Mediterranean Gold: Olive Oil and the Olive

Farrah Sarafa - Columnist
Posted on Thursday 3rd December 2009

The olive tree is a regenerative and wild food staple that is a source of Mediterranean fertility, strength, and power. It produces an oil hailed as a golden liquid by Homer; it is the symbol of Athena.

The olive tree’s gnarly branches always grow back when broken. Olives thrive in coastal, subtropical climate zones where it’s cold for a period that lets them go into semi-dormancy. Referenced often in the Bible and in the Quran, the oil is a valuable commodity that has been transported all over Greece, Italy, and Arabia. It has multitudinous functions, including cosmetics, fuel for lamps, and cooking. The fruit, seed and leaves can be used for medicines or even for wreaths of victory for the Panathenaic Olympic champions.

Extra virgin olive oil is the richest, fruitiest, least-processed and least acidic of the types. It retains most of its antioxidants, vitamin E, K and phenols, monounsaturated omega-9 healing fats. Thirty types of olive oil, each with a unique flavor and background are sold all around the world today. Incidences of cardiovascular disease, heart attack, high blood pressure and digestive problems are lower in Mediterranean regions thanks to more fish, legumes and olive oil fats in the diet. Unlike saturated fats, anti-inflammatory monounsaturated fats from fish and olive oil counteract bile production and do not generate free radicals that cause cancer and high cholesterol. The national snack of Palestinians, Lebanese and Jordanians, pita bread dipped into “zait & zaatar” (olive oil plus dried oregano or thyme with sesame seeds). It is an extraordinary delicacy for my mother’s family. My great-grandmother lived to 105, her daughter until 95, and hers until 91. I credit the olive fruit.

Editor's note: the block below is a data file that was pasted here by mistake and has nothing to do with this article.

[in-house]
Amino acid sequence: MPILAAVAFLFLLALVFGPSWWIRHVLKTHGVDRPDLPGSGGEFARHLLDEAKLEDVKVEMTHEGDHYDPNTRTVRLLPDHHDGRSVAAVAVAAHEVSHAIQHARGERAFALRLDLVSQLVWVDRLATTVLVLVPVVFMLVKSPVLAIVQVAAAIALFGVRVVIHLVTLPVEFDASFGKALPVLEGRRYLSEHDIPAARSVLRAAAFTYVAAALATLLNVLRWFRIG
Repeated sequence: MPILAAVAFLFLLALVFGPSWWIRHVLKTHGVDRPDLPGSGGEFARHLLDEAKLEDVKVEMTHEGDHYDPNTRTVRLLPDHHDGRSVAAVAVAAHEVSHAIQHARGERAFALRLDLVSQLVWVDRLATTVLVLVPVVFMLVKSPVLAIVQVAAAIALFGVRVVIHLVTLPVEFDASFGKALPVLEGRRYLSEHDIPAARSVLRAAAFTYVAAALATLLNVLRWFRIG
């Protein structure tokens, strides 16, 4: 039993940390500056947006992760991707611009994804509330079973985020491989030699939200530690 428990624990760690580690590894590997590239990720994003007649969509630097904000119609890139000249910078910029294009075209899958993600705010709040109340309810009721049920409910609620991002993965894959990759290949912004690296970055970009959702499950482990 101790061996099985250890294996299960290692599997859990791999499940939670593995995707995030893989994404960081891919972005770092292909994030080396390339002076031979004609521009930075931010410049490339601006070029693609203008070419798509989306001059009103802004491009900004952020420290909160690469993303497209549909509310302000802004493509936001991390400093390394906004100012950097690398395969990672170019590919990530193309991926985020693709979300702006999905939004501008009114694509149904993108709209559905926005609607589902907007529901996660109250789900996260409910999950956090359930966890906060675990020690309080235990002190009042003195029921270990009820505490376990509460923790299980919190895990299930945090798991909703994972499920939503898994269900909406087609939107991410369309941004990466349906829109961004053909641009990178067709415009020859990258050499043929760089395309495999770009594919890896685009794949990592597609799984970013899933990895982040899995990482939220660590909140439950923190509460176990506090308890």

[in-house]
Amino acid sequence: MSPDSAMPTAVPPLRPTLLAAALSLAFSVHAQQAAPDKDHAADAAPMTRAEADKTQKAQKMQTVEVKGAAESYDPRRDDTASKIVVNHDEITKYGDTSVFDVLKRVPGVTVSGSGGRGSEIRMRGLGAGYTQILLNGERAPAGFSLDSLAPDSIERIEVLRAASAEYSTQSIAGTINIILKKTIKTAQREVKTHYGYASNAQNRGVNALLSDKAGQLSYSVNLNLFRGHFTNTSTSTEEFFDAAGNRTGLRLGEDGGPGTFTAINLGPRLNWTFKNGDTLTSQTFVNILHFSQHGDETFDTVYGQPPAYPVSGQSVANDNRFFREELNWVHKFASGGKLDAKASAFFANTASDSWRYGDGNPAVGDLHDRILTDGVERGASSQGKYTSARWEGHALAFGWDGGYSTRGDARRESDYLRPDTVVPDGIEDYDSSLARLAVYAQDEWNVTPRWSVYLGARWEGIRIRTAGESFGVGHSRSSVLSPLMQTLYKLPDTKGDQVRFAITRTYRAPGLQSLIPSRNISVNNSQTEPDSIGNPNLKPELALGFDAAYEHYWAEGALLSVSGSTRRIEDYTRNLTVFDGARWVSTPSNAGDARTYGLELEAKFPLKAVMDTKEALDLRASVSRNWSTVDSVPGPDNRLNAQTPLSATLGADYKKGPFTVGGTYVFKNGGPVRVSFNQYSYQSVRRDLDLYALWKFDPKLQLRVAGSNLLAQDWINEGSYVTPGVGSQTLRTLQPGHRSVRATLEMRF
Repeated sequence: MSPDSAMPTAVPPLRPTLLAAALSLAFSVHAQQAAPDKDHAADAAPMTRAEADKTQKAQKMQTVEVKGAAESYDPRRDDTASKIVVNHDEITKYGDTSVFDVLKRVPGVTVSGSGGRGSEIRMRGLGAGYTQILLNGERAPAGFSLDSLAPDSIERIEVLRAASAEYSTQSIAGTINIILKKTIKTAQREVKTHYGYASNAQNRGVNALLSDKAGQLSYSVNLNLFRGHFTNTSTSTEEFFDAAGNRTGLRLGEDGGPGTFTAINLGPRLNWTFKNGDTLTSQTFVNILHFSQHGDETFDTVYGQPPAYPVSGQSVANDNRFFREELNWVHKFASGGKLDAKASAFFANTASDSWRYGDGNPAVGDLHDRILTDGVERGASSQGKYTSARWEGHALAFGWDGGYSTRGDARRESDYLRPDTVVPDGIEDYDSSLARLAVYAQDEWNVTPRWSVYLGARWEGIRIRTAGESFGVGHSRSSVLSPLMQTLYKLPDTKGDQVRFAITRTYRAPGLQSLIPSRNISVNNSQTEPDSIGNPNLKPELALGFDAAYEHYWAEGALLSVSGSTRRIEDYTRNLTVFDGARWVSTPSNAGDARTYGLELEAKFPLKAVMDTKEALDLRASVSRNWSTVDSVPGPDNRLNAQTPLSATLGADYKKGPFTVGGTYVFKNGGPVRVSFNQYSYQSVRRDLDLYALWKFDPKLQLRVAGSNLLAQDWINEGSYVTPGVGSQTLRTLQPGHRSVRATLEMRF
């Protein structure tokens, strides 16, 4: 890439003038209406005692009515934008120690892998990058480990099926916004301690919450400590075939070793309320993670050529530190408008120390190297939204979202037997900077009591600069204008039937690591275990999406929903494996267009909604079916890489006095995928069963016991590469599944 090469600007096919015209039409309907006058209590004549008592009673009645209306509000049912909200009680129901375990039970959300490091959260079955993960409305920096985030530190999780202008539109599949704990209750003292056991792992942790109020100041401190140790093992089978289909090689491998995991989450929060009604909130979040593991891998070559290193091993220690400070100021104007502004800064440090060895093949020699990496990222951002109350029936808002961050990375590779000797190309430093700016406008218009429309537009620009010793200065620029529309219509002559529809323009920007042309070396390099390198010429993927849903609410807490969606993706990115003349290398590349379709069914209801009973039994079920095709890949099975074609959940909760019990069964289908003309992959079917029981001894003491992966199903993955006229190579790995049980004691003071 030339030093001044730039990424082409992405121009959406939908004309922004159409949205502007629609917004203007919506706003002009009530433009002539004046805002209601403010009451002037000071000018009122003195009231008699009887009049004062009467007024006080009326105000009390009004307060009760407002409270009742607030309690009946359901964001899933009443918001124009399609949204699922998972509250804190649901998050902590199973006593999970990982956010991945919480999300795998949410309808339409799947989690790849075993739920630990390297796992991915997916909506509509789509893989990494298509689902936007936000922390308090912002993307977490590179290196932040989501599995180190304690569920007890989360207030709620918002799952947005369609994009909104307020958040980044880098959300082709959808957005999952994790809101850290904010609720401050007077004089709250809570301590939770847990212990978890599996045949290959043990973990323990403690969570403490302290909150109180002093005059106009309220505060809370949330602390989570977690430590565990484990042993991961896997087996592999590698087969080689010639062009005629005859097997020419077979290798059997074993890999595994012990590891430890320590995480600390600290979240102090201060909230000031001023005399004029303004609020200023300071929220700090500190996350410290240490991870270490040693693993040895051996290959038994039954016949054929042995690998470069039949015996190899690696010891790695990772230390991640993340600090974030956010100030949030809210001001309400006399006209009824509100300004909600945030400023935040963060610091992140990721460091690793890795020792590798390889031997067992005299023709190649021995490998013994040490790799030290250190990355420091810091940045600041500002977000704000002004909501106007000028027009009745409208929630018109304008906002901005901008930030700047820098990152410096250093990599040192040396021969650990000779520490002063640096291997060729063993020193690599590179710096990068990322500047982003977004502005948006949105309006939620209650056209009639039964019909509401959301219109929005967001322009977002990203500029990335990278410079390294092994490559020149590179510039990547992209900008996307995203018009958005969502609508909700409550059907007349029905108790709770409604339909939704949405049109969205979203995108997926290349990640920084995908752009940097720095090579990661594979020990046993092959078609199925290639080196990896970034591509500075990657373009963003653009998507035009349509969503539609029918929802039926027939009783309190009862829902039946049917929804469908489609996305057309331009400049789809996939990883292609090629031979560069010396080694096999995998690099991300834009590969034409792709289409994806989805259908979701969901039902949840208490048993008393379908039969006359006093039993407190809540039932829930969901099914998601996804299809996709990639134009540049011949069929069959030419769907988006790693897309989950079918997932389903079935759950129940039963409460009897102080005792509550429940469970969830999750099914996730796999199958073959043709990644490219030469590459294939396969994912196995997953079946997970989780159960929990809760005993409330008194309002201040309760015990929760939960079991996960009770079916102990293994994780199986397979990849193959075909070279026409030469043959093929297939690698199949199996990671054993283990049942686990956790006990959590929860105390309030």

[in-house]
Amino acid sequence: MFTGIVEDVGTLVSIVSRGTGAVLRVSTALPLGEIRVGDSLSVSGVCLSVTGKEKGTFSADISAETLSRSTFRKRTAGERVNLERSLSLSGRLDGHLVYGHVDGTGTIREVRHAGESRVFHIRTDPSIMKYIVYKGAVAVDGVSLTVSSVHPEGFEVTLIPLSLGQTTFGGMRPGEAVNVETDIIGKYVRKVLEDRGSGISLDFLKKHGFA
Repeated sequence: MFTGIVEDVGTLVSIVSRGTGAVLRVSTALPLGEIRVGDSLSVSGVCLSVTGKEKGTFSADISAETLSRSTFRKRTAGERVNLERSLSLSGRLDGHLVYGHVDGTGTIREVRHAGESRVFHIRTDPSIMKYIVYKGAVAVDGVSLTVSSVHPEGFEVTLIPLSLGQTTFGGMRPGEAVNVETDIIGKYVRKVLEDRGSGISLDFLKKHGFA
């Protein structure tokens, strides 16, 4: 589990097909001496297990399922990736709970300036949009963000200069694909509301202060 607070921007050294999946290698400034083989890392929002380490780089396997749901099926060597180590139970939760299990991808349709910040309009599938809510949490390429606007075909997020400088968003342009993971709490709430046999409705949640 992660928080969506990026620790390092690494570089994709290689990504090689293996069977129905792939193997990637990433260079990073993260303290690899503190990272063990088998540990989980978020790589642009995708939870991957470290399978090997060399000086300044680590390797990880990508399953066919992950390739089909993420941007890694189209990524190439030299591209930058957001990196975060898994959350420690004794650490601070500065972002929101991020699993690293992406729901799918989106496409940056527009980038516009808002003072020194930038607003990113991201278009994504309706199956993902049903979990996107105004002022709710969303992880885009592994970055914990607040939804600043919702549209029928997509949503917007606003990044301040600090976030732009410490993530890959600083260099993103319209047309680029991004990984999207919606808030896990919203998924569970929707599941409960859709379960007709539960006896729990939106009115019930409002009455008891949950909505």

Olive oil’s oleic acid prevents colon and breast cancer, too. Oleocanthal compounds present in olive oil might ward off Alzheimer’s disease, says The Independent. It is also used as a laxative for children in Spain, the Middle East and the Mediterranean, who often end up with intestinal worms and gall or kidney stones after eating meat. Anti-inflammatory olive oil aids digestion, soothes muscles, and counteracts bile production caused by saturated fat consumption.

A couple drops of pure olive oil can hydrate lips, nails, skin and hair. When infused with flowers or herbs like rose, lilac, sage or mint, it makes the finest soaps, moisturizers, lipsticks and body ointments. Cleopatra bathed in it three times a day because it is an aphrodisiac that promotes better skin, complexion, and eternal youth.

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